Effect of vegetation removal on airflow patterns and dune dynamics in the southwest Kalahari desert

Authors

  • G. F. S. Wiggs,

    Corresponding author
    1. School of Natural and Environmental Sciences, Division of Geography, Coventry University, Priory Street, Coventry CV1 5FB, UK
    • Department of Geography, The University, Western Bank, Sheffield S10 2TN, UK
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  • I. Livingstone,

    1. School of Natural and Environmental Sciences, Division of Geography, Coventry University, Priory Street, Coventry CV1 5FB, UK
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  • D. S. G. Thomas,

    1. School of Natural and Environmental Sciences, Division of Geography, Coventry University, Priory Street, Coventry CV1 5FB, UK
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  • J. E. Bullard

    1. Department of Geography, The University, Western Bank, Sheffield S10 2TN, UK
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Abstract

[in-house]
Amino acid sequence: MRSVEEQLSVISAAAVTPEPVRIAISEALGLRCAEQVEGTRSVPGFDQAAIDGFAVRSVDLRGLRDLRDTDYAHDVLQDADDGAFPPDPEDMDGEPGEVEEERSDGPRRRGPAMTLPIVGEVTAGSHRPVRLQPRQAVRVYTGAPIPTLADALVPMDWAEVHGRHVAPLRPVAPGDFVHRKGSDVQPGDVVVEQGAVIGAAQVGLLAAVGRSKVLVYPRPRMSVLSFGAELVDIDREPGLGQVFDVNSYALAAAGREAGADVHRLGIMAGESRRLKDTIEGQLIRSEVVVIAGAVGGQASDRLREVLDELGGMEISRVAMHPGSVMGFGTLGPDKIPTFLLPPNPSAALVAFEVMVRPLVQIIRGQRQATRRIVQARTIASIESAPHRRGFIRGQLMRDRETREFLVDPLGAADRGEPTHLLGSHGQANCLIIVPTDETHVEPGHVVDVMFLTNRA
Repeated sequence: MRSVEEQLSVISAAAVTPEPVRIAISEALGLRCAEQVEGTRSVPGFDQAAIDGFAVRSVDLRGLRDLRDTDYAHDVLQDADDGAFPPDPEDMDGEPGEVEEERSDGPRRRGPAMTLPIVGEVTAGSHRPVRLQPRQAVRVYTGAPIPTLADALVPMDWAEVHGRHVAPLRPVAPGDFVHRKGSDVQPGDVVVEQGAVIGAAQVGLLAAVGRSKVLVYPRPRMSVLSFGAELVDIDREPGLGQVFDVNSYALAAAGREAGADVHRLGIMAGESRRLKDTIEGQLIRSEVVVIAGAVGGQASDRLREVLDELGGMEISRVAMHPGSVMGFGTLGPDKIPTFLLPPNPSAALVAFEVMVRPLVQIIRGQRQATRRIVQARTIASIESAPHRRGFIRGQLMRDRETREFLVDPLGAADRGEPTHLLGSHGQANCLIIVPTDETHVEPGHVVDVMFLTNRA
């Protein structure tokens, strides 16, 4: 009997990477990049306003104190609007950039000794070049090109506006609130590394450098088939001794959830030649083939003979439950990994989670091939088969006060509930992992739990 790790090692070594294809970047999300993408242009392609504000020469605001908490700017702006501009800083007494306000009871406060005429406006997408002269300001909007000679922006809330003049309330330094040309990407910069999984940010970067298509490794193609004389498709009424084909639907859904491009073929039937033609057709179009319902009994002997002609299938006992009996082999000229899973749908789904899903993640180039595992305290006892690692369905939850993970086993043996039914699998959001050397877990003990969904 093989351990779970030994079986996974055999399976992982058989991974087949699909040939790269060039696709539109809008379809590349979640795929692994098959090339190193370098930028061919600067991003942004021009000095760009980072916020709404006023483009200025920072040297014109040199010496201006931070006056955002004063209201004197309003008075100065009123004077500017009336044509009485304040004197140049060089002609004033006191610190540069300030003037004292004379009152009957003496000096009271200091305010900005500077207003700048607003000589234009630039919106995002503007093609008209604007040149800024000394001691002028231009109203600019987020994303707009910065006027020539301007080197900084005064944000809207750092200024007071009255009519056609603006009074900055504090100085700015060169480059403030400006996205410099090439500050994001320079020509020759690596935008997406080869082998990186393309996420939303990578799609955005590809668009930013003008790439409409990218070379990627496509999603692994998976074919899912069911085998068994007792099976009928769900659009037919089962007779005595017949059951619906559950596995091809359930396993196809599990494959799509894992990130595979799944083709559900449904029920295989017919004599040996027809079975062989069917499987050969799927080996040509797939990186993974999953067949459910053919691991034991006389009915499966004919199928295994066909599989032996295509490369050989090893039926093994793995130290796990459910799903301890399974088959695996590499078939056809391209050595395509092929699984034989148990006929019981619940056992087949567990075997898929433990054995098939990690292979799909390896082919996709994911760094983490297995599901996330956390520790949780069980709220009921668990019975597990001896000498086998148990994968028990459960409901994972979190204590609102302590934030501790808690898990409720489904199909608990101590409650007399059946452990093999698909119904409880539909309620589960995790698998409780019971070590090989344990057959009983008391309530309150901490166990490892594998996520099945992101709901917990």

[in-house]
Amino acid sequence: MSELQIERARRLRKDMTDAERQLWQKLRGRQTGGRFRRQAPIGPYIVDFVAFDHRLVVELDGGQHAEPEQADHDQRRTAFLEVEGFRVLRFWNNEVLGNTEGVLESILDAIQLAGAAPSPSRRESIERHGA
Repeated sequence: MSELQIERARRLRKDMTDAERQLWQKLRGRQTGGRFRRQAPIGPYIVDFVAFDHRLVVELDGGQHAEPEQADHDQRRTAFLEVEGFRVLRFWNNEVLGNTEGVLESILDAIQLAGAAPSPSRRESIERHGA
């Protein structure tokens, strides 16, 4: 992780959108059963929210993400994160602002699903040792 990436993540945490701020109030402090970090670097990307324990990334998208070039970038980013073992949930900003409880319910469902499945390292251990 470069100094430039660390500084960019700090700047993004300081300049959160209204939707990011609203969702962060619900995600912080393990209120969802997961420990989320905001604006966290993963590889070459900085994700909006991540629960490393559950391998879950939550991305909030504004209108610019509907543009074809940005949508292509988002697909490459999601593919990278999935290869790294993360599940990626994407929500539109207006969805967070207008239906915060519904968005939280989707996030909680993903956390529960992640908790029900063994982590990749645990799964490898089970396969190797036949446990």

Vegetation is a major control of dune surface activity. To assess the effect of removing vegetation from otherwise largely inactive sand-dune surfaces, two field experiments were undertaken in the southwest Kalahari Desert of southern Africa. In the first, wind velocity profiles were measured on two flat surfaces, one vegetated and one where vegetation had been removed by fire. In the second, levels of dune surface activity were measured on burnt and vegetated sites over a ten week period. The data indicate a striking increase in the near-surface wind velocity allied to a decrease in shear stress after the destruction of the vegetation canopy as a result of burning, grazing or drought. Measurements on the consequences of such changes in the airflow patterns on dune dynamics suggest a three-fold increase in dune surface activity after vegetation clearance. The dunes therefore have a staggered response to the contemporary environment, being largely inactive relicts for much of the time, but becoming more active as vegetation is episodically removed.

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